Jackie Congedo — In Conversation
JCRC Responding to New Challenges During COVID-19 Pandemic
In our last conversation, I shared that during this challenging time, the widespread fear surrounding COVID-19 has led to an increase in hateful rhetoric as well as bias-related incidents and crimes, often targeting Asian and Asian-American communities, and in some cases, targeting Jewish communities as well.
Despite these challenges, I remain inspired by your resiliency and commitment to community. For every article I read about fear, I find another about courage. And it’s this message of hope that drives our JCRC to keep working and preparing for the day normalcy returns. In fact, as the Passover holiday begins, a Jewish holiday that under typical circumstances would bring us together to celebrate the Jewish exodus from slavery, we must draw wisdom from the Passovers of the past that next year will be a brighter year in Jerusalem. So as we all begin to fall into new patterns of social distancing, homeschooling, and telecommunication, I wanted to share how JCRC’s plans and priorities in three major areas have shifted as we respond to these new circumstances in hopes to better serve you:
JCRC serves as the main government relations resource for all of our Cincinnati Jewish agencies and congregations, and this work has certainly taken priority during this time. First, we want to ensure our Jewish community leadership remains connected with our elected officials (local, state, and federal), so we can better advocate for legislation that provides relief for our agencies, congregations, and neighbors.
Furthermore, remaining connected with elected leadership ensures we can better communicate the rapidly changing recommendations and what it might mean for our community. In this vein, we convened and helped to coordinate conference calls connecting Jewish communal leadership in Cincinnati with Mayor John Cranley, Governor Mike DeWine, Senator Sherrod Brown and other officials. JCRC pushed for the CARES stimulus bill, just signed into law. Thanks in part to our persistent advocacy, this bill will be a lifeline for our Jewish communal agencies and congregations. It allocates more than 300 billion dollars to a payroll protection program, where any 501c3 or small business can apply for millions of dollars in Small Business Administration loans. These loans will be converted into grants that cancel the need for repayment as long as organizations maintain payroll. With this bill’s passing, we can now pivot from an advocacy focus to an informational role—making sure our agencies and congregations are prepared to quickly apply for and access as much of this funding as possible. In order to make the most of what is available, we have coordinated our efforts with the Ohio Jewish Communities (OJC) in Columbus to conduct a “needs audit” of our Cincinnati Jewish agencies and congregations. This will help us to better know what our community needs and who best to reach out to for support.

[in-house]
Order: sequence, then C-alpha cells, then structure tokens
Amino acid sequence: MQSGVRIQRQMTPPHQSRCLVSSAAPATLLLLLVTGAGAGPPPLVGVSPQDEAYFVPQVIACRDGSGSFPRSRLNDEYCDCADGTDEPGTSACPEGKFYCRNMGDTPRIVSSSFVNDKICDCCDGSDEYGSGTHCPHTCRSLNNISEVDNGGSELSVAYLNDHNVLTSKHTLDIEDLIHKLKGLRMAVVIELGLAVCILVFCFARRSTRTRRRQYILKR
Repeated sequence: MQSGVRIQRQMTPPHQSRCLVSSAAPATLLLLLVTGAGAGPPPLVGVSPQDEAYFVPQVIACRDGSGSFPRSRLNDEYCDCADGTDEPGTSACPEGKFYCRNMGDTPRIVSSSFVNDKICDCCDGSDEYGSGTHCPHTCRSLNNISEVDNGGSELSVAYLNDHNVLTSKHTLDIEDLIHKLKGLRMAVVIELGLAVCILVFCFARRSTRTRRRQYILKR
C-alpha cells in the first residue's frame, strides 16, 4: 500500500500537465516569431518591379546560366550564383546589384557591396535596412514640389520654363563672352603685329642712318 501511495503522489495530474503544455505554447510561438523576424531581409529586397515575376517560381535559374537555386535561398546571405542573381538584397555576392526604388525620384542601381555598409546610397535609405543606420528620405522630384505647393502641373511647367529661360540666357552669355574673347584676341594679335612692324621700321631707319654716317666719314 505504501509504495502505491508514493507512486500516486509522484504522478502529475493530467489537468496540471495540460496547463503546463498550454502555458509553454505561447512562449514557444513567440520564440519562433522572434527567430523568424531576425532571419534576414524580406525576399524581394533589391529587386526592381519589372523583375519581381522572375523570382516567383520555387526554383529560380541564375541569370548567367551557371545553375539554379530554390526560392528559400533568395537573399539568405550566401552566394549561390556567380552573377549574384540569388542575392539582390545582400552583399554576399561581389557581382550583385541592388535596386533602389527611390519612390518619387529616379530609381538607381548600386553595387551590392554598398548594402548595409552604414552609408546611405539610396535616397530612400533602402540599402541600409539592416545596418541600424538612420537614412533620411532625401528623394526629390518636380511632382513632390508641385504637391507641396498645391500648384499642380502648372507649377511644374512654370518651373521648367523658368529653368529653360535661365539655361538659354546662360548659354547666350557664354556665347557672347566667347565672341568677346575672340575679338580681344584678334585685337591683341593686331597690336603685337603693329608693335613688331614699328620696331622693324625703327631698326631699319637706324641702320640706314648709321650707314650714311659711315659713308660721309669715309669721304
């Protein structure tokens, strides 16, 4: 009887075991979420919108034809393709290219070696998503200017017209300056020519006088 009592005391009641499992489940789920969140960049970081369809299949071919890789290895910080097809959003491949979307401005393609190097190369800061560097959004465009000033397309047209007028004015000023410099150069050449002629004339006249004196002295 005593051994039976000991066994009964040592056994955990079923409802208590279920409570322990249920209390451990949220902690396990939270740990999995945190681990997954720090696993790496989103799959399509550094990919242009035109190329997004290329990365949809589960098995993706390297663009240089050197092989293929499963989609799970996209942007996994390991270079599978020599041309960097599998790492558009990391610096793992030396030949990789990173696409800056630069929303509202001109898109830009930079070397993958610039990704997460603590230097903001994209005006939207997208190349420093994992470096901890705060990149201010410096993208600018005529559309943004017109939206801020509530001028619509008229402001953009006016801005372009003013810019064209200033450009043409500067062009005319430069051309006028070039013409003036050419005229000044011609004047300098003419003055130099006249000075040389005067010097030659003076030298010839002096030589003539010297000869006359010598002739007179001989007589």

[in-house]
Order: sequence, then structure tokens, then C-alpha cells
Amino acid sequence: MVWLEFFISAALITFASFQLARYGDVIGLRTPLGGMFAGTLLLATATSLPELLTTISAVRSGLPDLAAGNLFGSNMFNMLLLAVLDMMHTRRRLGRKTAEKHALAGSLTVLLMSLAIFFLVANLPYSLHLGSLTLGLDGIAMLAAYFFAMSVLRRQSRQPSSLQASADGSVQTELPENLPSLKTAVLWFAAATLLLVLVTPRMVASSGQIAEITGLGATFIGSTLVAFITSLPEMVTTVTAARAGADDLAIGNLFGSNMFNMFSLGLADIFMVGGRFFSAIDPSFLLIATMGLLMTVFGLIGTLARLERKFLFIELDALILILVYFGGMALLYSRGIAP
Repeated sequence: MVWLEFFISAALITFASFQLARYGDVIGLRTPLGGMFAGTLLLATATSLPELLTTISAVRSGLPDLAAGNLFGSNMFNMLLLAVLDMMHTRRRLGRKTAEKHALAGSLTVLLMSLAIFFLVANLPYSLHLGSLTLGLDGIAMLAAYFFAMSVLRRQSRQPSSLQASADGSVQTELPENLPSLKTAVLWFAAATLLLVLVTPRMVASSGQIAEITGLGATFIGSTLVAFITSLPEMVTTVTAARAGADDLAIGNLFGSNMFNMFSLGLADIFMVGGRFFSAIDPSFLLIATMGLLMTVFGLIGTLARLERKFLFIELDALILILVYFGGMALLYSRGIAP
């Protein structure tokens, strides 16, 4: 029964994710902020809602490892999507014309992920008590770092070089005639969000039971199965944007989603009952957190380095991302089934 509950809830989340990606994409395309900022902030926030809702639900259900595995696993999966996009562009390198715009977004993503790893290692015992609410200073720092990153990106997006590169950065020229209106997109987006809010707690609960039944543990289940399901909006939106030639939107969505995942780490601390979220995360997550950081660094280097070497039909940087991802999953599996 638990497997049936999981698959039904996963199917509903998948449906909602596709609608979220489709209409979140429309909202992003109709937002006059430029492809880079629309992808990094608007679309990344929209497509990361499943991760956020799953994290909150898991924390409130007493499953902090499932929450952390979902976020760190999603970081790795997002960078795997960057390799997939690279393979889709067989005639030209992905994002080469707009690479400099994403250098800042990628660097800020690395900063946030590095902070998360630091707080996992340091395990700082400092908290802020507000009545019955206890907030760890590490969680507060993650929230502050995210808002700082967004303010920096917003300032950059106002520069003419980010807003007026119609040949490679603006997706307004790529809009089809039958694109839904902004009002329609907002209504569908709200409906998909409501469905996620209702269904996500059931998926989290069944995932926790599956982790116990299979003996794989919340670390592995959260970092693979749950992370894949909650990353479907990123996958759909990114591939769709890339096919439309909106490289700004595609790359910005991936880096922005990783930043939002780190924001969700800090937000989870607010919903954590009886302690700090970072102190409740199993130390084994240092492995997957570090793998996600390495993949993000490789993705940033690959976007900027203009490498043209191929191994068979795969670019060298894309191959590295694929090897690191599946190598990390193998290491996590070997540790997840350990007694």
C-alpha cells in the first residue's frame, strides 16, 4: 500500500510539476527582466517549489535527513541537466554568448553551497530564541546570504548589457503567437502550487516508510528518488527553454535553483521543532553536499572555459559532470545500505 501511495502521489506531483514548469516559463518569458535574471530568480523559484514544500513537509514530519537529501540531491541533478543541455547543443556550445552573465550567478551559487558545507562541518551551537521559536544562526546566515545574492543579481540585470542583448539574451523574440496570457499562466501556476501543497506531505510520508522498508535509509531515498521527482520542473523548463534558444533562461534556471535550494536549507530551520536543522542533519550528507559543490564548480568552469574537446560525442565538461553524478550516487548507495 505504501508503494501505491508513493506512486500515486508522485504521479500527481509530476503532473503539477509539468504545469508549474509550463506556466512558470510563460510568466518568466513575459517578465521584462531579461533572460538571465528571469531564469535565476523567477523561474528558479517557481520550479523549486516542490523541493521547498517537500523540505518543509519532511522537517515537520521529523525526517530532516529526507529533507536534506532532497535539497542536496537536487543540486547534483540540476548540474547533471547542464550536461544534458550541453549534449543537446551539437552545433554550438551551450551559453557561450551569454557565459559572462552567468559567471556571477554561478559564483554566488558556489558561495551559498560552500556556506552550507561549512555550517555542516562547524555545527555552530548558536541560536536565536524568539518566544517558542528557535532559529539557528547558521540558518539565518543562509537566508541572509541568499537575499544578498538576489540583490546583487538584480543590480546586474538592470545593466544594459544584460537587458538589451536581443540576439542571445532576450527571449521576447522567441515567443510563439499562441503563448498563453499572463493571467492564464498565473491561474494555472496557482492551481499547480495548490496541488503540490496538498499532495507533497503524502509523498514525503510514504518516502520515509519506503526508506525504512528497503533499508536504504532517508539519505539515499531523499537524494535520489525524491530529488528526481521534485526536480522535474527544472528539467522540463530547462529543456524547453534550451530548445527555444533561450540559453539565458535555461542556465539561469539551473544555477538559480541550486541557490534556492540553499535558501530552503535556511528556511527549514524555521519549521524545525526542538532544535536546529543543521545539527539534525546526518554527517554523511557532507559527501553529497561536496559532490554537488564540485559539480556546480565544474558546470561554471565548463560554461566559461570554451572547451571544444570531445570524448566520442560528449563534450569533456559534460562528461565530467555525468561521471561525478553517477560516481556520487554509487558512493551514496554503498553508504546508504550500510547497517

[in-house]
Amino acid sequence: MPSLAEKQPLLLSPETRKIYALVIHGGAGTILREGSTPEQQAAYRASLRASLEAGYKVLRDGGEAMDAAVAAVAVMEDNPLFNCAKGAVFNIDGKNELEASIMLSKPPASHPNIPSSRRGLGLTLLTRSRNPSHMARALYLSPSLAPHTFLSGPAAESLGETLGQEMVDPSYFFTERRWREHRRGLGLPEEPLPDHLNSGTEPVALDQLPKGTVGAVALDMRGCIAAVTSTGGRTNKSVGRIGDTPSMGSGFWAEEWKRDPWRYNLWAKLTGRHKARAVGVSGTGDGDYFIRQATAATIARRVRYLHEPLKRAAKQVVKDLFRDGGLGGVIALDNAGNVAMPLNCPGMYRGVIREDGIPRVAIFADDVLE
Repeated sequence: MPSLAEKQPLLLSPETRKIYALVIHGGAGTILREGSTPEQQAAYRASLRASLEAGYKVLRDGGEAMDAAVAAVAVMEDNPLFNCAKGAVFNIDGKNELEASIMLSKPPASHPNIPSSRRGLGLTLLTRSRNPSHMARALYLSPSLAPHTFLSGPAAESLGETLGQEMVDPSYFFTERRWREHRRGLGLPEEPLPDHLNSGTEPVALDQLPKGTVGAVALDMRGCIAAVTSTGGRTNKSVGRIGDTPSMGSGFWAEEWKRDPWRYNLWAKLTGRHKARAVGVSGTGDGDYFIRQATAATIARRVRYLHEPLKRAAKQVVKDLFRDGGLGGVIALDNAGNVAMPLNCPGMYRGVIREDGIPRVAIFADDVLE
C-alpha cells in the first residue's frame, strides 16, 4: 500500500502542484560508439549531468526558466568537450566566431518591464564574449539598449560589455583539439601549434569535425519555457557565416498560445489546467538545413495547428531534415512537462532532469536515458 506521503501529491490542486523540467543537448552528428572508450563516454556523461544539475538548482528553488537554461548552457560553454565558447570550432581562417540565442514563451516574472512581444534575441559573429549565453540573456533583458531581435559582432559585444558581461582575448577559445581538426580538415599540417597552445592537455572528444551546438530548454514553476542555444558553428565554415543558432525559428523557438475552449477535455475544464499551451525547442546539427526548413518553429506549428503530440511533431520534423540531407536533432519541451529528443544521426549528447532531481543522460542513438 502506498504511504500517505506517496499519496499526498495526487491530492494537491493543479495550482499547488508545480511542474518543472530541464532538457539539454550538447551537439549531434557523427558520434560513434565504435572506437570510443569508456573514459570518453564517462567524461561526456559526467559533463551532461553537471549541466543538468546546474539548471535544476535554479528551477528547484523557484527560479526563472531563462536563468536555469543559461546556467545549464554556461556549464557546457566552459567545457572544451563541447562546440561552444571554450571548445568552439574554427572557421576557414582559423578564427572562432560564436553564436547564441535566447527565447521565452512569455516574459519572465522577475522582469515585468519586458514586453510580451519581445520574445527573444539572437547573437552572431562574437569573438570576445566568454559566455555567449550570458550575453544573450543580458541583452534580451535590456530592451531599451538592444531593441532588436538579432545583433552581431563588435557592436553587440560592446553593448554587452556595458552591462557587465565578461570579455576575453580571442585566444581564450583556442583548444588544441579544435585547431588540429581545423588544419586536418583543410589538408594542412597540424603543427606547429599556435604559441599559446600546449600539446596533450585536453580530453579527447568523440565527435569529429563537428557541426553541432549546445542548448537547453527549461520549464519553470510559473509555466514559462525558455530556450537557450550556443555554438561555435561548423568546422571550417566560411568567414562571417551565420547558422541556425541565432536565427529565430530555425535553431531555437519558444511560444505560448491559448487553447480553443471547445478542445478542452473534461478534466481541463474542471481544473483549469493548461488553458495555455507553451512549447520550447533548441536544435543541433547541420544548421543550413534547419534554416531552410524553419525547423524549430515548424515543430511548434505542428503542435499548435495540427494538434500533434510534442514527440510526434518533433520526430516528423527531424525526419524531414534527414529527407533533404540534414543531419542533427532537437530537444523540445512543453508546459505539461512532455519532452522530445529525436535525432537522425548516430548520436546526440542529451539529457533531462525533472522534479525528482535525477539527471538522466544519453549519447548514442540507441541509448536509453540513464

We also know that the changes to the Primary elections in Ohio caught many of us by surprise. For the most up-to-date information on how to cast your ballot by mail, please visit our Facebook and Twitter accounts. This can be a multi-step process, so please be sure to reference these timely resources. We continue to work with local synagogues, NAACP, and the Chamber on planning Get Out the Vote efforts for November 2020.
Lastly, please take a moment to fill out the US 2020 Census form for your household. You should have received an invitation in the mail with instructions about how to fill out the questionnaire. It is important that everyone in your household be counted, because it will determine congressional representation, inform hundreds of billions in federal funding every year, and provide data that will impact communities for the next decade.
TRACKING/COMBATTING ANTISEMITISM AND XENOPHOBIA
While the priority in our work has very much shifted to ensuring that we can best connect our agencies and congregations with relief opportunities, we are still actively monitoring antisemitic and xenophobic activity. Last week, we partnered with the Business Chamber and the head of the Chinese Chamber on a podcast about xenophobia during the COVID-19 crisis. Additionally, JCRC signed a letter expressing the Jewish community’s support and partnership in fighting hate and xenophobia against the Asian and Asian-American communities, and has shared additional resources for families, neighbors, educators, and organizations. We are reminded that each of us can do our part to mitigate the spread of hate, misinformation, and fear.
ISSUE AND COALITION WORK
Our work as it relates to Israel and on our other priority issues continues. Our weekly Israel update continues to provide a weekly summary of the big news out of Israel, and we are sharing with community leaders virtual opportunities to learn from Israel’s scientists and doctors who are on the front lines of defeating COVID-19.
In the areas of gun safety, criminal justice reform, and immigration, JCRC is taking the lead of the coalitions we have joined. In some cases, such as immigration and criminal justice reform, the focus of these issue-based coalitions is shifting to ways the work is impacted by the COVID-19 issue, in other cases the work of these coalitions is slowing a bit. Regardless, we are at the table and actively participating as we always have been.
Thank you for your continued support and partnership during this challenging time. Please, above all else, stay safe, healthy, and hopeful.
Thanks for caring about our community and what we do.
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